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Victoria Police's high-tech BlueNet cars

Victoria Police's new high-tech BlueNet Highway Patrol car. Picture: Jason Sammon

Traffic fines of more than $500,000 a month are being raked in by just five high tech Victoria Police cars.

Even greater numbers of motorists are about to be nabbed as the hours of use of the futuristic BlueNet vehicles will be increased between now and the end of the year as part of the force's longest and biggest ever blitz on the road toll.

A sixth BlueNet car being added to the fleet early next month will also boost the number of busted drivers and help make Victoria's roads safer.

Top traffic cop Robert Hill yesterday told the Herald Sun the BlueNet's automatic numberplate recognition technology allowed police to proactively target disqualified drivers who were flaunting court orders by continuing to drive.

"We know that unauthorised drivers create extra risk on our roads and are commonly over represented in road trauma," assistant commissioner Hill said.

As well as automatic numberplate recognition systems, the BlueNet vehicles also come equipped with drug and alcohol testing equipment and laser speed detection devices.

Figures provided to the Herald Sun reveal that since January this year police in the five BlueNet cars have:

SCANNED more than 4 million numberplates.

DETECTED 84,000 possible unlicensed drivers and 53,000 possible unregistered vehicles.

ISSUED 9100 infringement notices and 1050 briefs of evidence relating to serious traffic offences.

IMPOUNDED 148 vehicles.

CAUGHT more than three times the amount of suspended and disqualified drivers than non-BlueNet patrol cars do.

Particularly disturbing cases detected by BlueNet vehicles include a 19-year-old learner driver in an unroadworthy car who tested positive for ice and cannabis while driving alone and a female suspended driver who blew .194 after being busted for another drink driving offence just two weeks earlier.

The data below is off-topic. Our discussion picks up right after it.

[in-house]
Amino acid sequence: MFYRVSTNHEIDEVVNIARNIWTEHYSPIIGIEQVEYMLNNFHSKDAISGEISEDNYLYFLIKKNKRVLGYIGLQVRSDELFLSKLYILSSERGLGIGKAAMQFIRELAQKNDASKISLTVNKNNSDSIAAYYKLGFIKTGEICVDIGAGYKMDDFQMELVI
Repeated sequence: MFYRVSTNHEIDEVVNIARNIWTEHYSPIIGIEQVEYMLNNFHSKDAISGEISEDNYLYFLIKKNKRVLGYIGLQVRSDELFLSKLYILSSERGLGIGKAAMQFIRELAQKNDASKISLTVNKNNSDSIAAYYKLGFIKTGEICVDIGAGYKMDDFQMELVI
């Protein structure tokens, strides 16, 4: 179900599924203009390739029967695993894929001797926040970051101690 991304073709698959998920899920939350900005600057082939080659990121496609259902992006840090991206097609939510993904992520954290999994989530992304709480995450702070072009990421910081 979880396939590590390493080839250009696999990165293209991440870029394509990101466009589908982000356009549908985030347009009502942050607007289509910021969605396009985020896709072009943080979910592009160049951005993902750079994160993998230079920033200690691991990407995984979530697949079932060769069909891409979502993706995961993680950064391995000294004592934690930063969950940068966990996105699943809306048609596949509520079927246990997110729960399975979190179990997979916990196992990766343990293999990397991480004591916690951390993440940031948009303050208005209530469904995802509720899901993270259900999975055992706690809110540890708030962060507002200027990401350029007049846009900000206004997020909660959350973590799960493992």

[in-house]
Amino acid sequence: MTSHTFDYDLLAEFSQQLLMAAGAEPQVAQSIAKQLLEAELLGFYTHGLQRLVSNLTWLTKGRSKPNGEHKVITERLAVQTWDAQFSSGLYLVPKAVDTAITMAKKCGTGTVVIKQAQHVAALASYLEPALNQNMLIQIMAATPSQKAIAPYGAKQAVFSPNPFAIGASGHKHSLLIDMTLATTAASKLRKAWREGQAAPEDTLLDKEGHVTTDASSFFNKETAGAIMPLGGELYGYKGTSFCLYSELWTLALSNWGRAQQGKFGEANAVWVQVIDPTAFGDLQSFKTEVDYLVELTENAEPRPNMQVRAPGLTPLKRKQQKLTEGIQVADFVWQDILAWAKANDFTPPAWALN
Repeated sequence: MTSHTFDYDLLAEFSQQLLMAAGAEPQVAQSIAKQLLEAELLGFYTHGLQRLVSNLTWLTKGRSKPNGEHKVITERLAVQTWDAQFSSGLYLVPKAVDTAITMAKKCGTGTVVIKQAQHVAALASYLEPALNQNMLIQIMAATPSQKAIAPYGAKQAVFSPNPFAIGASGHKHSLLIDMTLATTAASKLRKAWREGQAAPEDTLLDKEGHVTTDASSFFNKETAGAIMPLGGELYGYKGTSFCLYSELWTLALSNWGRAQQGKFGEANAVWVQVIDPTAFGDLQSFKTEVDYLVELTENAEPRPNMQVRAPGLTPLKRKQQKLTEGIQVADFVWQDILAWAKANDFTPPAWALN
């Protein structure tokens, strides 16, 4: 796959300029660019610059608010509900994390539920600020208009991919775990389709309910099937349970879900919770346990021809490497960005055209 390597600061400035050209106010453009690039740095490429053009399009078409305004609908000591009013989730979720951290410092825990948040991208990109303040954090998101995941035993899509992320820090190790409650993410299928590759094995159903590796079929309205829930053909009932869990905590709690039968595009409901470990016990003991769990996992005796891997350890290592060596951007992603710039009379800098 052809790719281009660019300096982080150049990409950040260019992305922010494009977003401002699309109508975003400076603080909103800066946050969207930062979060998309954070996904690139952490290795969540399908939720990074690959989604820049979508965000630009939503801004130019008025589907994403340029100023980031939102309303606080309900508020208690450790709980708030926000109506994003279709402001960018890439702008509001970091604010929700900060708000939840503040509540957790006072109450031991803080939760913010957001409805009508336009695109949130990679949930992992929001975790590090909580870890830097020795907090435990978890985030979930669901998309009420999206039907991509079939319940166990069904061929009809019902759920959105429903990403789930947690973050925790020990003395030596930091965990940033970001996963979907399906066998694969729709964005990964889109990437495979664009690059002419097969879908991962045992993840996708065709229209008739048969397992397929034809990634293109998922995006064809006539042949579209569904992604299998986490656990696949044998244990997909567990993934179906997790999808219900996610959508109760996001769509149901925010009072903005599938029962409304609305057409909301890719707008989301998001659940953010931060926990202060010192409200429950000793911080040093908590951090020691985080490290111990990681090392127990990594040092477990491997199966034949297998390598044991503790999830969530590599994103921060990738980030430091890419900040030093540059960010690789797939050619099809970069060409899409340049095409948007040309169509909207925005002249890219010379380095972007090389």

Automatic numberplate recognition cameras mounted on the roof of BlueNet cars rapidly scan every moving, stationary and parked vehicle they pass, instantly detecting suspect drivers and vehicles.

The cameras scan numberplates and alert police officers every time an unregistered car or an unlicensed driver is passed.

They also detect stolen vehicles and drivers with outstanding parking, speeding and other fines.

Assistant commissioner Hill said the BlueNet vehicles provided Victoria Police with a contemporary road policing enforcement tool to further assist in reducing road trauma.

"Mobilising the technology gives us greater ability to detect and remove high risk unauthorised drivers from our roads," he said.

"This technology is the future of road policing and will be fully deployed during the upcoming high-risk spring racing carnival and summer period.

"On average our BlueNet vehicles impound double the amount of vehicles and catch three times the amount of unauthorised drivers than a normal highway patrol vehicle.

"A sixth BlueNet vehicle is being added to the fleet and will be deployed to Melbourne and Prahran highway patrols.

"This additional vehicle will substantially improve our enforcement capacity in the metropolitan Melbourne area, creating a safer road system for all road users."

An ice-addicted banned motorist was nabbed within minutes of the high-tech BlueNet police car hitting the road late last week.

Catching unlicensed drivers is a vital road safety measure.

The 44-year-old woman wasn't pulled over because she was driving erratically.

What got her stopped was information identified by one of the four automatic numberplate recognition cameras fitted to the roof of the BlueNet vehicle.

It scanned the numberplate of her small Mazda and immediately pinged to alert the camera operator the owner of the vehicle had been disqualified from driving after racking up 30 demerit points for speeding and other offences.

The siren and blue lights went on and she was pulled over in Beaconsfield Parade, Middle Park.

Every motorist stopped by police operating BlueNet vehicles is automatically breath tested for alcohol.

This woman's appearance warranted the extra check of undergoing a drug test.

She was amazed when told by Acting Sgt Kevin Byrne that she had tested negative.

"Really, I'm surprised," she told the officer.

"I thought ice stayed in your system longer."

Different illegal drugs stay in the systems of different people for different amounts of time, depending on various factors.

The ice user said she couldn't remember when she last took ice, other than it was "a few days ago".

The Herald Sun recently spent three hours in a BlueNet car as Acting Sgt Byrne and Acting Sen-Sgt Tony Rayson put it through its paces.

In just those three hours it scanned 2486 numberplates, detecting 24 unlicensed drivers and 23 unregistered vehicles.

The busted ice addict was cooperative with police and readily admitted having used the deadly addictive drug "recently".

She told the Herald Sun she didn't want to stop using ice because "I like it, just like you like a cup of coffee".